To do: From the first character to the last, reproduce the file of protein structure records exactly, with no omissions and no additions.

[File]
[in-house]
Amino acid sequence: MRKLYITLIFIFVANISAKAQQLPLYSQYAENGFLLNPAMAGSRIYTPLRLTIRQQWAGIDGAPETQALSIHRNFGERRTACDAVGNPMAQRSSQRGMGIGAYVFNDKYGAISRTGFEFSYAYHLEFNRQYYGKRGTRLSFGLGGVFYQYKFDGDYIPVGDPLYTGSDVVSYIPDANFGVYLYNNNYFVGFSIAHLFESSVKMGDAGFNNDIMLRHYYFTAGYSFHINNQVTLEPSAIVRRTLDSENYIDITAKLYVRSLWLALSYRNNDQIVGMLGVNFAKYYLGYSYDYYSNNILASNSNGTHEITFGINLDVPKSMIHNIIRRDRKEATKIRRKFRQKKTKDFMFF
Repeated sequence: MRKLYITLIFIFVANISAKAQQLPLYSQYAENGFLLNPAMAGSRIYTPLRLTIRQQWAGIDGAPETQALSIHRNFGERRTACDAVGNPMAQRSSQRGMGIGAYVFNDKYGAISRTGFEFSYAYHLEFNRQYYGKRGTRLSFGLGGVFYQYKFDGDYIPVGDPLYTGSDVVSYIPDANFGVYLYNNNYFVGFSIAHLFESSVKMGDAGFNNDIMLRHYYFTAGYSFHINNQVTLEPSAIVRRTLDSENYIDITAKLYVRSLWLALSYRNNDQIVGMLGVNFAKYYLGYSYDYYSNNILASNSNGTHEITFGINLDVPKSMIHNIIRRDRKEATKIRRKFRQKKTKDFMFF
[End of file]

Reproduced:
[in-house]
Amino acid sequence: MRKLYITLIFIFVANISAKAQQLPLYSQYAENGFLLNPAMAGSRIYTPLRLTIRQQWAGIDGAPETQALSIHRNFGERRTACDAVGNPMAQRSSQRGMGIGAYVFNDKYGAISRTGFEFSYAYHLEFNRQYYGKRGTRLSFGLGGVFYQYKFDGDYIPVGDPLYTGSDVVSYIPDANFGVYLYNNNYFVGFSIAHLFESSVKMGDAGFNNDIMLRHYYFTAGYSFHINNQVTLEPSAIVRRTLDSENYIDITAKLYVRSLWLALSYRNNDQIVGMLGVNFAKYYLGYSYDYYSNNILASNSNGTHEITFGINLDVPKSMIHNIIRRDRKEATKIRRKFRQKKTKDFMFF
Repeated sequence: MRKLYITLIFIFVANISAKAQQLPLYSQYAENGFLLNPAMAGSRIYTPLRLTIRQQWAGIDGAPETQALSIHRNFGERRTACDAVGNPMAQRSSQRGMGIGAYVFNDKYGAISRTGFEFSYAYHLEFNRQYYGKRGTRLSFGLGGVFYQYKFDGDYIPVGDPLYTGSDVVSYIPDANFGVYLYNNNYFVGFSIAHLFESSVKMGDAGFNNDIMLRHYYFTAGYSFHINNQVTLEPSAIVRRTLDSENYIDITAKLYVRSLWLALSYRNNDQIVGMLGVNFAKYYLGYSYDYYSNNILASNSNGTHEITFGINLDVPKSMIHNIIRRDRKEATKIRRKFRQKKTKDFMFF